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Ferry crew charged with manslaughter

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Investigators baffled

Soldiers heroes of tragedy

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ATHENS, Greece -- The captain and four crew from the ferry which sank in the Aegean Sea claiming at least 66 lives could face the life imprisonment after being charged with manslaughter.

Justice Ministry spokesperson Caterina Anthimou said on Thursday that the five had been charged with multiple counts of manslaughter with intent, inflicting bodily injuries and violating international maritime regulations.

More than 500 passengers were on board the Express Samina when it sank after hitting a clearly marked rocky outcrop off the island of Paros on Tuesday night.

The subsequent inquiry has focused on claims that the ship was on automatic pilot when it ran aground.

Rescue amid fading hope
CNN's Anthee Carassava explains the tragedy

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Witnesses have said that some crew members were watching a soccer match between Greece's Panathinaikos and Germany's Hamburg at the time.

Investigators baffled

Merchant Marine Minister Christos Papoutsis called the sinking "incomprehensible and totally inexplicable."

"How can one not be outraged at a shipwreck that has cost so many lives just a mile and a half from the shore, in an area that any captain sailing in the Aegean is familiar with," he said.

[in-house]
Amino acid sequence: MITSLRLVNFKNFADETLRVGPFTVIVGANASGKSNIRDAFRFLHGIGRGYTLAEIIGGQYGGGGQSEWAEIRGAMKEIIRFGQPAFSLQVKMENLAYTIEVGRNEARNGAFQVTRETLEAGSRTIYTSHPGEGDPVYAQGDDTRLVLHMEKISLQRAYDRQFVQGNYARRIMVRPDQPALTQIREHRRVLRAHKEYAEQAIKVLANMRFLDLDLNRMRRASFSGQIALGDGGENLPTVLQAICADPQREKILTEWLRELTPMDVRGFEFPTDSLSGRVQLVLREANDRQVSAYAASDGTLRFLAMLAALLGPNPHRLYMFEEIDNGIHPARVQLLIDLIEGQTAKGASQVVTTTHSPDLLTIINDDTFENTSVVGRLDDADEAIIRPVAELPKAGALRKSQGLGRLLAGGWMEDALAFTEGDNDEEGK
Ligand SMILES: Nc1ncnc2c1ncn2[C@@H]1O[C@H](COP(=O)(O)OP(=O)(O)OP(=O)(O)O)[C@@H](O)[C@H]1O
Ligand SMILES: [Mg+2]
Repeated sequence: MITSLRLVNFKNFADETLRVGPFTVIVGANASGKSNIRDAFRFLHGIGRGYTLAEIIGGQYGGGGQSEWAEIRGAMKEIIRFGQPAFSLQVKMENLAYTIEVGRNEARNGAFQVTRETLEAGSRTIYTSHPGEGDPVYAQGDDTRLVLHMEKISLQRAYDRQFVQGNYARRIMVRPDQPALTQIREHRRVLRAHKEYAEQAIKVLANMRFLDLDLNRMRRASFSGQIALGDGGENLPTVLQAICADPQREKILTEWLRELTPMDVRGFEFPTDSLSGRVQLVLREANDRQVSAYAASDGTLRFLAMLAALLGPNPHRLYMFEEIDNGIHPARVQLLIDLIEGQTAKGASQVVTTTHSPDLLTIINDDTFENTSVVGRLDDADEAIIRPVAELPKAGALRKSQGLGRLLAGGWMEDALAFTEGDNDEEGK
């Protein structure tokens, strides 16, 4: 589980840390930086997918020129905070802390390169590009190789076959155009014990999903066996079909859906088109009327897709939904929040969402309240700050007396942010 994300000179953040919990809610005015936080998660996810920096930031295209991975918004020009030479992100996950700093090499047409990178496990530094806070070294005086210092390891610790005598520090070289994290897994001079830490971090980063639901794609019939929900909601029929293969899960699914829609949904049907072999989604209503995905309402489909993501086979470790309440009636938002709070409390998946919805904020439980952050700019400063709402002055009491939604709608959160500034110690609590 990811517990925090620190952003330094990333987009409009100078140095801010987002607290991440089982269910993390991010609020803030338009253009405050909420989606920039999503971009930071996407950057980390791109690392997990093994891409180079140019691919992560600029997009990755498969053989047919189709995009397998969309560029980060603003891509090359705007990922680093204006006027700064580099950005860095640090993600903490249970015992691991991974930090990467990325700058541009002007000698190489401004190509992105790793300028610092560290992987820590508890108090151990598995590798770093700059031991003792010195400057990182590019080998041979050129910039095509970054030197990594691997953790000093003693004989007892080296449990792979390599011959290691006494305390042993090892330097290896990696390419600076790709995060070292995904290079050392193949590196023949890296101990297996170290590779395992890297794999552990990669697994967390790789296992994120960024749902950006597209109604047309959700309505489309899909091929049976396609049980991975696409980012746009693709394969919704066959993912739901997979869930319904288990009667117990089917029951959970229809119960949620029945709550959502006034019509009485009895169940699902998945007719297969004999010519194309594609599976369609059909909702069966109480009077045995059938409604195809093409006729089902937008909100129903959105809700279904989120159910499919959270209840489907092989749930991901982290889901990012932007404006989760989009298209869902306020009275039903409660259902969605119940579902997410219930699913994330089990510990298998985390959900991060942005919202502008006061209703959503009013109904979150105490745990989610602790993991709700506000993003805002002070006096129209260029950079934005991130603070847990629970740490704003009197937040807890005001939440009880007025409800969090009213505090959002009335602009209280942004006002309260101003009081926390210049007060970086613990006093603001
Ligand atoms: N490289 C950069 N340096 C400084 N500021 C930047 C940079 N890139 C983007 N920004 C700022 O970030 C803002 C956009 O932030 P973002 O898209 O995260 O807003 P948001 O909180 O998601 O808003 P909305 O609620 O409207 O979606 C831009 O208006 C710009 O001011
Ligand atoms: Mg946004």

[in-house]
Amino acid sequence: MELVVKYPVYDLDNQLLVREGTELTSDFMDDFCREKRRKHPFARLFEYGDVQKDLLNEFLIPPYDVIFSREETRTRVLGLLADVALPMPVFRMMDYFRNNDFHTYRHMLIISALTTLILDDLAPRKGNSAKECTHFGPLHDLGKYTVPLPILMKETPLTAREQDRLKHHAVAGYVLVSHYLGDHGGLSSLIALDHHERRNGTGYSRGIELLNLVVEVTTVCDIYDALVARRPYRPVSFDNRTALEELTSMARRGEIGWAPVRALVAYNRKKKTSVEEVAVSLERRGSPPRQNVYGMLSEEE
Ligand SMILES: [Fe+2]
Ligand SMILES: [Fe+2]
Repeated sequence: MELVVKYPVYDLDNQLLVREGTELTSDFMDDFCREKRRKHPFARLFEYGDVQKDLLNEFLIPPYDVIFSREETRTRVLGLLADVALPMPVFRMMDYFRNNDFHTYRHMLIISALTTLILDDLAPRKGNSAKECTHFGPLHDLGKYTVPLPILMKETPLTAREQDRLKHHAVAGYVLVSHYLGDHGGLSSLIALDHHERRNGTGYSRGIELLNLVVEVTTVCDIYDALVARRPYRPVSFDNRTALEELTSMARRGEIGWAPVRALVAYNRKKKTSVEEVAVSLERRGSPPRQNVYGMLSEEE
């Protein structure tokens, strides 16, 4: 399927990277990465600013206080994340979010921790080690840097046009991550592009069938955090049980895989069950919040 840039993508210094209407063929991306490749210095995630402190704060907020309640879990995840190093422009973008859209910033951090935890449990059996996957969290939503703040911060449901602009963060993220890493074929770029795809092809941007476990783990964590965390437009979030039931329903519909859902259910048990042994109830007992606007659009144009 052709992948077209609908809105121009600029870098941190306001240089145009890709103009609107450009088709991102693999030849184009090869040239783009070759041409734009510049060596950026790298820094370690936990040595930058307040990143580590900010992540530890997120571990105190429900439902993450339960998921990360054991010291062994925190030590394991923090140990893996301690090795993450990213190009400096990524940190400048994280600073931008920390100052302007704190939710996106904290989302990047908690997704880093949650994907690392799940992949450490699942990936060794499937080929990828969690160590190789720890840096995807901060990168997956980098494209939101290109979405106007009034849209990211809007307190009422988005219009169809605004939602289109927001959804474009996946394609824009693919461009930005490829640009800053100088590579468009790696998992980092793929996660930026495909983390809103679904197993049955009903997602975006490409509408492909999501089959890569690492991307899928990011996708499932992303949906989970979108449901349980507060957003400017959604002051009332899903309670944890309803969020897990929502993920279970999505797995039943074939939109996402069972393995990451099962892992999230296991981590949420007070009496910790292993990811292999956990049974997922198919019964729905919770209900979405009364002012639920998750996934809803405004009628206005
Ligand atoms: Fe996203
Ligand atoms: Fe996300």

Investigators said they were baffled that the ship could have missed a charted islet with a lighthouse.

Bad weather prevented rescue vessels and helicopters continuing their search overnight but they were out again early on Thursday.

More than 448 survivors were plucked from the sea in an operation assisted by local fishermen and a British naval ship.

Prime Minister Costas Simitis has promised a full investigation into events and the vessel's owner, Minoan Flying Dolphins, part-owned by Minoan Lines, pledged to help.

Soldiers heroes of tragedy

Four navy commanders and 17 army conscripts returning for duty on the island of Naxos have emerged as the heroes of the tragedy.

The ferry Golden Vergina, which was renamed Express Samina  

Accounts of the young men, aged 19 to 25, risking their lives to help young children and the elderly contrast sharply with survivors accusations of negligence and neglect by the crew.

One of the soldiers died while attempting to rescue passengers. "We all did what we could our duty," lieutenant Grigoris Bertakis, 25, told the daily Eleftherotypia.

He described how Georgiadis, a navy commando, had jumped into the dark and stormy Aegean holding a small child. He then swam towards an elderly woman and gave her his lifejacket.

"He kept reassuring the child: don't be scared, I won't let go of you," Bertakis said.

The Defence Ministry said it was considering medals for the men's heroic efforts.

Passengers said there was no public announcement when the ferry ran aground and many had to look for their own lifejackets or jump into the water without them.

Death toll in Greek ferry tragedy rises
September 27, 2000
Ferry survivors tell of terror
September 27, 2000
Greek ferry described as 'grime bucket'
September 27, 2000

Greek Ferries
About Paros

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